British firm subsidiary pleads guilty in Iran plane case

By ASSOCIATED PRESS
February 5, 2010 21:43

 
X

Dear Reader,
As you can imagine, more people are reading The Jerusalem Post than ever before. Nevertheless, traditional business models are no longer sustainable and high-quality publications, like ours, are being forced to look for new ways to keep going. Unlike many other news organizations, we have not put up a paywall. We want to keep our journalism open and accessible and be able to keep providing you with news and analyses from the frontlines of Israel, the Middle East and the Jewish World.

As one of our loyal readers, we ask you to be our partner.

For $5 a month you will receive access to the following:

  • A user uxperience almost completely free of ads
  • Access to our Premium Section and our monthly magazine to learn Hebrew, Ivrit
  • Content from the award-winning Jerusalem Repor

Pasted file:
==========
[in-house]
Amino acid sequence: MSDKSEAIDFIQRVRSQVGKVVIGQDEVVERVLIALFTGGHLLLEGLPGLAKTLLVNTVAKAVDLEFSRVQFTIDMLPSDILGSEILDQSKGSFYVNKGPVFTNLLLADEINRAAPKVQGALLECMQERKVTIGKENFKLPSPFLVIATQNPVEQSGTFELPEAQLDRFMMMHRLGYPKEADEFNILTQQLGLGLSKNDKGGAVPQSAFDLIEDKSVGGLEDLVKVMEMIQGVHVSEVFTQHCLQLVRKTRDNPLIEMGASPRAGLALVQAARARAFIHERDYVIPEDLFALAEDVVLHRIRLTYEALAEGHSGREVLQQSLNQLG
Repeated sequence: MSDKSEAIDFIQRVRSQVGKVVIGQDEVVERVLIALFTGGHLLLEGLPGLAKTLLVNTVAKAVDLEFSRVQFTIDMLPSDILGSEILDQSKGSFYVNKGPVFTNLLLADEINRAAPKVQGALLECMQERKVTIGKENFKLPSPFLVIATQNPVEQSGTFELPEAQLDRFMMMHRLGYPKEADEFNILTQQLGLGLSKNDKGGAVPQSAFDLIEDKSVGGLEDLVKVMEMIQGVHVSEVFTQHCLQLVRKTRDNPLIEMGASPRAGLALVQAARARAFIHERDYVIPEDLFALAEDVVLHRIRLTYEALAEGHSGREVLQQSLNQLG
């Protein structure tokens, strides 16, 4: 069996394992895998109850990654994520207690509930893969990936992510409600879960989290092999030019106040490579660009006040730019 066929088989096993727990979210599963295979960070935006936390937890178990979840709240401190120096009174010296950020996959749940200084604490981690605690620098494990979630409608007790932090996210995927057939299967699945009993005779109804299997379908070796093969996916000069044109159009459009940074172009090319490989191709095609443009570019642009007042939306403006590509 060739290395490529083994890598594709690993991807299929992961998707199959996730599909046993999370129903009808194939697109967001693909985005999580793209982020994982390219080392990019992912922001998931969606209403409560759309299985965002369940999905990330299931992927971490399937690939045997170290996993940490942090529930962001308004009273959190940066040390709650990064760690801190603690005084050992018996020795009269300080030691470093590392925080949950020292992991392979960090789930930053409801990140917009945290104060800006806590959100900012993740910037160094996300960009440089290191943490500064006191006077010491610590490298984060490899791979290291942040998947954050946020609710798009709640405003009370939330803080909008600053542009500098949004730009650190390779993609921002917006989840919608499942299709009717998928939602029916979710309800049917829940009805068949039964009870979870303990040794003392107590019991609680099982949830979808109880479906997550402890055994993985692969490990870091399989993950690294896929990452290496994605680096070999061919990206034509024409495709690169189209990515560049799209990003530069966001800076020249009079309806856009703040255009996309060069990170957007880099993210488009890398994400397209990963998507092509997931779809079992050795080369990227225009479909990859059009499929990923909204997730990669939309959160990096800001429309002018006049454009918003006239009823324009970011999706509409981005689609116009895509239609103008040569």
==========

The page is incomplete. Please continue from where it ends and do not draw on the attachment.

• A brand new ePaper featuring the daily newspaper as it appears in print in Israel

Help us grow and continue telling Israel’s story to the world.

Thank you,

Ronit Hasin-Hochman, CEO, Jerusalem Post Group
Yaakov Katz, Editor-in-Chief

UPGRADE YOUR JPOST EXPERIENCE FOR 5$ PER MONTH Show me later Don't show it again

Balli Aviation Ltd., a subsidiary of a British company, pleaded guilty Friday in the illegal export of Boeing 747 aircraft to Iran.



The subsidiary will pay a $2 million criminal fine, be placed on probation for five years and agreed to a $15 million civil settlement between the US government, the subsidiary and its parent company, British-based Balli Group PLC.




Balli Aviation Ltd. conspired to export three Boeing 747 aircraft from the United States to Iran from 2005 to 2008 without having obtained a required export license, according to papers filed in federal court where the subsidiary pleaded guilty Friday. The subsidiary also admitted it violated a US Commerce Department order that bars the company from conducting transactions subject to export regulations.




An Iranian airline loaned subsidiaries of Balli Aviation money to buy the planes through a United Arab Emirates company, the court papers in the case state. Balli Aviation entered into lease agreements with a company organized under the laws of Armenia and the Iranian airline then used the capacity of the three aircraft on regular flights in and out of Iran, the papers add.


Related Content

Breaking news
July 20, 2018
Singaporean company director charged for supplying luxury goods to N.Korea

By REUTERS